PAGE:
The Renters Reform Bill

Back to the blogs list
The Renters Reform Bill

On 16th June 2022, the Department for Levelling up put forward their plans for a 'fairer private rented sector' in the form of a white paper, which you can read here: The Renters Reform Bill sets out the government's long-term vision and is set to shake up the rental market like never before, aimed at regulating landlords and granting further safeguards to tenants. The legislation is expected to be introduced before the next parliamentary session (Autumn 2023).

So, just what can we expect as part of The Renters Reform Bill?

1. Removal of Section 21 'no fault' evictions

At present, a Section 21 notice can be served at any time during a periodic (rolling) tenancy. This will be removed entirely, meaning landlords will only be able to evict a tenant under reasonable circumstances. Section 8 notices, which require the landlord provide and prove their reasoning for evicting their tenant, will remain but will be reformed. A new mandatory ground for repeated serious rent arrears will be added, making eviction mandatory when a tenant has been in at least two months' rent arrears three times within the previous three years, regardless of the arrears balance at the time of the possession hearing. A second new ground has also been proposed for landlords who wish to sell their property and for those who want to move back into the property or allow family members to move into it.

2. Periodic tenancies will become standard

Currently there are two main tenancy types, assured tenancies and assured shorthold tenancies, the latter being the more common. The proposed changes will move all tenants onto a single system of periodic tenancies. Tenants will then need to provide two months' notice when ending the tenancy, which the government hope will "ensure landlords can recoup the costs of finding a tenant and avoid lengthy void periods".

The white paper suggests the changes to periodic tenancies will be done in two stages, with six months' notice provided before changes are implemented and new tenancies being the first affected, all tenancies following after.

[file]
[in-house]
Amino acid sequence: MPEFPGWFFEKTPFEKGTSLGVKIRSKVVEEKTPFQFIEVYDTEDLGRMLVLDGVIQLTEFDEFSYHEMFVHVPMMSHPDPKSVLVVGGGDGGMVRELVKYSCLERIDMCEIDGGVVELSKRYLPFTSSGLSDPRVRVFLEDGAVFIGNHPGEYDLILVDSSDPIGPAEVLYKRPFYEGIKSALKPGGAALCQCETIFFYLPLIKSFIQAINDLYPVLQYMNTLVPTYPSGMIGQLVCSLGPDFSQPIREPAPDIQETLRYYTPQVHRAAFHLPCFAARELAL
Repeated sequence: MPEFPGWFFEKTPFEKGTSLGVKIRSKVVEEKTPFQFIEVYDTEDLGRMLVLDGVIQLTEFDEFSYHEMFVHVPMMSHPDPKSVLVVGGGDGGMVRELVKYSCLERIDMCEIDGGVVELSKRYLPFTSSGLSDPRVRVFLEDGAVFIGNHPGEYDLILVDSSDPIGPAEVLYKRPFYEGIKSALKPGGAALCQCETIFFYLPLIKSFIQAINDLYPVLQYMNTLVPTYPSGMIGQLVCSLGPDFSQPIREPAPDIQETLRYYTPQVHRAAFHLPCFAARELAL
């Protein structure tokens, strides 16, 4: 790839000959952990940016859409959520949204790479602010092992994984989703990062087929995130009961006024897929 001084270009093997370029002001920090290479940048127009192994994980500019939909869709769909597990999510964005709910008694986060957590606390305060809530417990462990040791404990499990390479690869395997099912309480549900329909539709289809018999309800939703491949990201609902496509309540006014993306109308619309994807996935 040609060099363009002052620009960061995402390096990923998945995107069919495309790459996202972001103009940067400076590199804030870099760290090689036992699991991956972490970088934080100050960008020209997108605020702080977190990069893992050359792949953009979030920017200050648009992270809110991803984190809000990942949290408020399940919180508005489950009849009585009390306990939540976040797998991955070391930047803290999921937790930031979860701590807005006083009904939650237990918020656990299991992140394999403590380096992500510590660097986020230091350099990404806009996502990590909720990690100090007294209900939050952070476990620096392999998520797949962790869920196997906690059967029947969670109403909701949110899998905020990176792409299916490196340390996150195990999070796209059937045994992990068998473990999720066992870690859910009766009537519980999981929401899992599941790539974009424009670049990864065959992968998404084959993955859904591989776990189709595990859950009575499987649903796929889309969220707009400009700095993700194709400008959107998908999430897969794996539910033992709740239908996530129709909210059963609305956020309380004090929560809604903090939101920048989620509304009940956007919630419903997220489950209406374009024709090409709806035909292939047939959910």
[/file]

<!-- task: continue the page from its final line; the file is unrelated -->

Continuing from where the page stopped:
3. Rent increase notice periods will be doubled

The minimum notice period a landlord will be required to give when increasing the rent will be two months. Plans to end the use of rent review clauses are also included within the bill.

4. Tenants will be given more rights to keep pets

The government plans to ensure landlords cannot unreasonably withhold consent for their tenant to keep a pet in the property, the tenant will have the right to challenge any refusals. Amendments are to be made to the Tenant Fees Act 2019, allowing landlords to insist their tenant takes out pet insurance, meaning any damage to their property should be covered. 

5. A blanket ban on landlords refusing tenants with children and those in receipt of benefits

It will become illegal for landlords and letting agents to ban families with children and tenants in receipt of benefits, 'NO DSS' can no longer be featured in property adverts. The paper also states the government will "explore if similar action is needed for other vulnerable groups, such as prison leavers".

6. A private landlord ombudsman

Currently, The Property Ombudsman and the Property Redress Scheme are the two bodies regulating property agents in the UK. The paper sets out plans for a single government-approved ombudsman covering all private landlords who let their property in England - whether they use a letting agent or not. Membership to the scheme will be mandatory. Much like the powers of the TPO and PRS, the ombudsman will be able to compel landlords to issue a formal apology, take remedial action or pay compensation up to £25,000.

7. A new Property Portal for private landlords and tenants

The portal will be introduced to "provide a single 'front door' to help landlords understand and demonstrate compliance with their legal requirements". At this stage the full nature of the portal is yet to be revealed, but it intends to ensure tenants have a clear picture of the property they are renting before they commit. It will also allow local authorities to ensure compliance is fully observed by landlords and hand out banning orders to those in breach.

8. Introduction of minimum housing standards

The application of the Decent Homes Standard, which currently only applies to the social housing sector, will be widened. The Decent Homes Standard states that homes must be free from serious health ans safety hazards and landlords must keep homes in a good state of repair, ensuring rents have clean, appropriate and useable facilities. There is also intention to expand Rent Repayment Orders in an attempt to cover repayments for non-decent homes. Periodic tenancies will enable tenants to terminate their tenancy without remaining liable for rent in unsafe accommodation.

Now, more than ever, having an expert letting agent to guide you through the process is essential. If you wish to discuss the proposed changes, or have any other property related questions, contact our Lettings Manager Jake at or call our office on 01924 609811.

*This blog is intended as a guide only and does not constitute legal advice*.


Property search